If you are pessimistic about the impact on the global economy of Covid-19 in general, and the possibility of new variants in particular, then going short GBP/JPY is a trade worth considering. On one side of the equation, the British Pound is a “risk-on” currency that falls when investors are downbeat about the outlook. On the other, the Japanese is a “safe haven” that strengthens when investors are fearing the worst.
Technically, the trade makes sense too from a strategic perspective. As the weekly chart below shows, GBP/JPY has been falling since July 2007 but is now close to the resistance line joining the lower highs recorded since then and could well, long-term, move towards the support line.
Chart of GBP/JPY (Weekly)
Chart prepared by Martin Essex, created with IG Platform
Given there are many other risk-on currencies, why choose the Pound? Well, first the Bank of England still seems poor at communicating with the markets. The previous Governor, Mark Carney, was dubbed the unreliable boyfriend for that reason. The current Governor, Andrew Bailey, seems no better, and the markets are quick to punish the currencies of central bankers who miscommunicate their monetary policy intentions.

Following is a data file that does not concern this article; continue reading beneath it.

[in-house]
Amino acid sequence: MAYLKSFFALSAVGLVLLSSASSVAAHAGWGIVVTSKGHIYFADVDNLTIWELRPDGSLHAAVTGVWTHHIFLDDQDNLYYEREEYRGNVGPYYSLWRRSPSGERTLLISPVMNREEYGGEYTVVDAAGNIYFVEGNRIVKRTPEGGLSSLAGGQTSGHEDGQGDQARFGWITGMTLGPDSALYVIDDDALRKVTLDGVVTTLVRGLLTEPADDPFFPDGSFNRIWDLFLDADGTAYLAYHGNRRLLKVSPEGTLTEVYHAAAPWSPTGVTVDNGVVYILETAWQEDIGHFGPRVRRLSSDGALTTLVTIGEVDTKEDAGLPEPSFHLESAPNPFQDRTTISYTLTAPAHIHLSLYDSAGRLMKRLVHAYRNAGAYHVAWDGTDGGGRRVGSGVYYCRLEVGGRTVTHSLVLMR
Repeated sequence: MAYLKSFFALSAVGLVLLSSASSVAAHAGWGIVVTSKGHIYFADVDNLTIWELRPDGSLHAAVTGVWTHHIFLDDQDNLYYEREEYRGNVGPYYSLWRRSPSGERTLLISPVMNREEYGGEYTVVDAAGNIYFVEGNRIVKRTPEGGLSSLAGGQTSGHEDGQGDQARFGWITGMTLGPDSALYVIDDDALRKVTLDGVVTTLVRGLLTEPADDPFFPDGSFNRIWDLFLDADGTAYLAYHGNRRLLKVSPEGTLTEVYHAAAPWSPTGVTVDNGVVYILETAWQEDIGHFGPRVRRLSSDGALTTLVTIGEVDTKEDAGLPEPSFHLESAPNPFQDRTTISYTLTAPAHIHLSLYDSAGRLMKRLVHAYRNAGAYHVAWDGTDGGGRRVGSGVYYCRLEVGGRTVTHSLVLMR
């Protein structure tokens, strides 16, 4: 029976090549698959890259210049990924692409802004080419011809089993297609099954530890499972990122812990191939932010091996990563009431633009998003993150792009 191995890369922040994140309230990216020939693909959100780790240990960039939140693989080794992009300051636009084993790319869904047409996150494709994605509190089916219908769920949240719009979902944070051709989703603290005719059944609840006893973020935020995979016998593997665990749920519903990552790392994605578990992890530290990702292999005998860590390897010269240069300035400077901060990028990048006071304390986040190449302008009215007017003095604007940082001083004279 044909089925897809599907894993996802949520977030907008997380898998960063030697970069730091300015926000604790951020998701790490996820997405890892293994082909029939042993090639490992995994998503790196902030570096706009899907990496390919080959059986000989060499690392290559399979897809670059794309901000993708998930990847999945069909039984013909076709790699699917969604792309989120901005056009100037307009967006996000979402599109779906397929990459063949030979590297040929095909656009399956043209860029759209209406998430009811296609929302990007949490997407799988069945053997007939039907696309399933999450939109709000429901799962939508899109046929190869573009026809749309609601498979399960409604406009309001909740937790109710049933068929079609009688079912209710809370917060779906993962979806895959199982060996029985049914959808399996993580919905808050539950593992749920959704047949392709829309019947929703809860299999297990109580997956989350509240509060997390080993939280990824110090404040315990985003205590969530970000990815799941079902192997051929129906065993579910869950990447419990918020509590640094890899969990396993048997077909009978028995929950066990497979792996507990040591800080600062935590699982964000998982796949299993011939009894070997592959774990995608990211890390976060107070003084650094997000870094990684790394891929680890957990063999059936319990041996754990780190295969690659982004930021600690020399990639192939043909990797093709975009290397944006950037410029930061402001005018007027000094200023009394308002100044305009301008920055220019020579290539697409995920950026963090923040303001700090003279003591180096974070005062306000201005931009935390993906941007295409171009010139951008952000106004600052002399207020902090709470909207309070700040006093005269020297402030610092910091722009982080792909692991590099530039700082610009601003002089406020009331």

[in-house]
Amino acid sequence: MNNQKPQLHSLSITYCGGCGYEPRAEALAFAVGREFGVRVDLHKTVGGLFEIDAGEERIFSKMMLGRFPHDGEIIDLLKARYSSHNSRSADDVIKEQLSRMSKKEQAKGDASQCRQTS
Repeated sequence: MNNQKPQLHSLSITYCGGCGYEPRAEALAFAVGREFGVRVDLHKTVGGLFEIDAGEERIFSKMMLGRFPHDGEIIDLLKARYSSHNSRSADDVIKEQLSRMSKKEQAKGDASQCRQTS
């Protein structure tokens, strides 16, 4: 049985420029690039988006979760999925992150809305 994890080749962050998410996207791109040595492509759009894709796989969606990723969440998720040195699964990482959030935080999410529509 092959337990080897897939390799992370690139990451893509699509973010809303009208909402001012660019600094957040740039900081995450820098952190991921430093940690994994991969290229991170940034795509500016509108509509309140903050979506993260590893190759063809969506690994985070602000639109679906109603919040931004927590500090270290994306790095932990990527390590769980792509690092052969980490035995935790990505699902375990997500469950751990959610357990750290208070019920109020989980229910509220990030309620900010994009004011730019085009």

Second, political risk has increased in the UK as Prime Minister Boris Johnson has repeatedly stumbled, and has also angered the more libertarian wing of his ruling Conservative Party. There is no General Election scheduled in the UK until May 2024, and the Conservatives have a large Parliamentary majority, but a leadership challenge would still unsettle Sterling.
On the other side of the equation, it is perhaps misleading to call the Japanese Yen a haven currency, although it generally behaves as one. In reality, Japanese investors not attracted by the very low or even negative government bond yields at home tend to move their money into higher-yielding assets abroad when they are feeling optimistic. When they become more pessimistic they tend to repatriate their money to the relative safety of home. In that case there is demand for Yen to buy Japanese assets and the currency strengthens accordingly.
Concerns that the pandemic will continue to harm the global economy for longer than once seemed likely would therefore both damage the Pound and strengthen the Yen, especially as neither country’s central bank would increase interest rates under those conditions – taking away a possible prop for GBP if higher UK rates had still been expected. Of course, the economic recovery could persist, but the regular emergence of new variants such as the Delta and Omicron strains suggest that caution will be called for in 2022.